ROBERTS: Fascinating look at the issue. This is a part of a special series shot and produced by CNN photo journalists on different perspectives of guns in America. Some for, some against. For more views and to watch our entire special series in America's relationship with guns, check out our website at cnn.com/am. Just click on the link "in focus, guns in America."

CHETRY: Fascinating story. We're about to bring you a woman conceives a cancer-free baby. Doctors they say designed it that way. How common is this and what else can doctors screen for? We're going to look at the medical and ethical questions when AMERICAN MORNING comes back.

Also, Hispanics growing faster than any other demographic group in the country and both presidential candidates know how important the Latino vote will be. How they differ on immigration and how that could affect the outcome of the election, ahead with the most news in the morning.

(COMMERCIAL BREAK)

CHETRY: Doctors say they were able to guarantee that a baby will not inherit breast cancer even though it runs in the family. Critics say that the breakthrough could lean to designer babies. Medical correspondent Elizabeth Cohen is here to explain. So this is after a British newspaper reporting that this 27-year-old British mother decided to have those embryo's screened because of the history of breast cancer in her family.

ELIZABETH COHEN, CNN MEDICAL CORRESPONDENT: That's right, Kiran. What they do is this procedure called pre-implantation genetic diagnosis, is that they create a number of embryos in a fertility clinic and they only implant the ones that do not carry the gene. This is really fascinating technology. It's been going on quite a while. It doesn't mean this baby won't get breast cancer. It just means that the baby won't get this particular inherited kind of breast cancer. And doctors have been doing this for families who have Huntington's disease in their family, who have cystic fibrosis, a whole host of diseases. Kiran.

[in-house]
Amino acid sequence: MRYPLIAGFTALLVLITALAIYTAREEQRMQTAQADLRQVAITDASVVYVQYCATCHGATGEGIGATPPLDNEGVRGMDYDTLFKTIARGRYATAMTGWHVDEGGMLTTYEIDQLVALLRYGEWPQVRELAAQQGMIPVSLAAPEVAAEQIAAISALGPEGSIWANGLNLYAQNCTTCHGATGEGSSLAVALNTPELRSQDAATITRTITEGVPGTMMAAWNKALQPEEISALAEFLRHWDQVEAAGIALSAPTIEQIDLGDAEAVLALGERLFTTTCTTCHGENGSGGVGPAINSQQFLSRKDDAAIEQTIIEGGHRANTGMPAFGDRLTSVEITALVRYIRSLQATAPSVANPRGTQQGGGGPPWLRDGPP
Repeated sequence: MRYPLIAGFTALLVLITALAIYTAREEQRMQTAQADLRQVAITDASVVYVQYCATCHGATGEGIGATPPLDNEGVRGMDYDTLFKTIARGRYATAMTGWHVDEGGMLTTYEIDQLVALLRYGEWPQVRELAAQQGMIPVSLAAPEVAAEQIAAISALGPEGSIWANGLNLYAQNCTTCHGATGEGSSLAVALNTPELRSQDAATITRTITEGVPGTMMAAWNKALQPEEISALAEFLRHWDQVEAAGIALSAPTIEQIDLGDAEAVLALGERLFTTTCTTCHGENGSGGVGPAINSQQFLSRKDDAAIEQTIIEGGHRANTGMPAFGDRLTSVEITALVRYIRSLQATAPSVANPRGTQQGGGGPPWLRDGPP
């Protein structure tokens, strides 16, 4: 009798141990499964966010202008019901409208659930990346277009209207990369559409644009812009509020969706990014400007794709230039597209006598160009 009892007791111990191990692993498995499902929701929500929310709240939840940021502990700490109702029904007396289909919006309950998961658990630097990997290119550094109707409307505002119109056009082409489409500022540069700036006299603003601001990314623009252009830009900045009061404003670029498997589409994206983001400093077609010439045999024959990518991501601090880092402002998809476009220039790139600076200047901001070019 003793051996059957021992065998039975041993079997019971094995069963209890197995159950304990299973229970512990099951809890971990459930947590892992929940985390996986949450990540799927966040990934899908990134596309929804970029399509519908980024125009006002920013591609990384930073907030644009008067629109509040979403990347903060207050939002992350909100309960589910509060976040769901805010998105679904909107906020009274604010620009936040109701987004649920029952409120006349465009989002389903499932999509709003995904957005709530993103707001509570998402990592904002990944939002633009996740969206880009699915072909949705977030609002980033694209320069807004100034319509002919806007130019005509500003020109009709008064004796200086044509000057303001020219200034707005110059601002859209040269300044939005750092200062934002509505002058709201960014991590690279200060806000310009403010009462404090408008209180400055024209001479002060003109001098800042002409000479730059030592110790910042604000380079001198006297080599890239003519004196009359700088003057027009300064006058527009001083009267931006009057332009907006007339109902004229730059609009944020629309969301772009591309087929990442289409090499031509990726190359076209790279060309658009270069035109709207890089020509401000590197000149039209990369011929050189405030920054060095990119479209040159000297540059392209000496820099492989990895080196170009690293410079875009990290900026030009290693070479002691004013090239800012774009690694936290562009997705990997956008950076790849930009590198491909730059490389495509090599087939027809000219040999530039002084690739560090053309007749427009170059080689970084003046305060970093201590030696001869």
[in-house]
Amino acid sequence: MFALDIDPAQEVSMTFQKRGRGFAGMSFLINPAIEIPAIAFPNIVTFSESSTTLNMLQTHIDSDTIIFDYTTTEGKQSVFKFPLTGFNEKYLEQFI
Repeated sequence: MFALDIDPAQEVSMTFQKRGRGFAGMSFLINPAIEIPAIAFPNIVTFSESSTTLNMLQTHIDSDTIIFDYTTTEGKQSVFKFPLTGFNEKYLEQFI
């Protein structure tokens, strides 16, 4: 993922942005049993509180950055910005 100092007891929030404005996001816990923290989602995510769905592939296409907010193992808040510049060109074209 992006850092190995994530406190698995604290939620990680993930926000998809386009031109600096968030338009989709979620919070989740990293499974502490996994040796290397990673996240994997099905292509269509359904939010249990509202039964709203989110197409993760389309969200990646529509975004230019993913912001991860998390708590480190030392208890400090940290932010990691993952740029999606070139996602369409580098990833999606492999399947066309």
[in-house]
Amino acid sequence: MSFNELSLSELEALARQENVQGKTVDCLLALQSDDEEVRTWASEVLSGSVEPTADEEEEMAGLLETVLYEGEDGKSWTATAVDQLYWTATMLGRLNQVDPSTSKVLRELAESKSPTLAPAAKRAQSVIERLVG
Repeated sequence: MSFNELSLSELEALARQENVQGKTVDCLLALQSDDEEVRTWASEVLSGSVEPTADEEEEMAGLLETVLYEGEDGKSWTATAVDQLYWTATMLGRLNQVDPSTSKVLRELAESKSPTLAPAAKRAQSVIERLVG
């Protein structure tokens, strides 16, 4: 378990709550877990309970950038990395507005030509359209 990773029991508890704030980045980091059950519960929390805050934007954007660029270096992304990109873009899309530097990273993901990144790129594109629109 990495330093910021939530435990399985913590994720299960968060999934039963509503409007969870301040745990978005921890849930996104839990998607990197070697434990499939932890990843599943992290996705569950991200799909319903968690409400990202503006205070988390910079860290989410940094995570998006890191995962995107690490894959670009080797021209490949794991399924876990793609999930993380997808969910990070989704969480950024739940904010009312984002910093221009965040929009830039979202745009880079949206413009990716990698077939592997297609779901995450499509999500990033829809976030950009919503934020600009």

CHETRY: So, is this a slippery slope, if you can create a baby that's healthier, can you also screen for things, let's say, that you just want to have in your child that aren't necessarily having to do specifically with health?

COHEN: Right. You might think maybe if a couple wants a blond- haired, blue-eyed genius baby, could they screen for that? You know, you can't screen for those things. It's not even possible. Our ethicists concern, let's say one day you could screen and not have a baby that will ADD later, that you take out the ADD gene. Do you really want to be using technology for that? These are all good questions. Right now, it's not even technologically possible but one day if it were to be technologically possible, lots of ethical issues.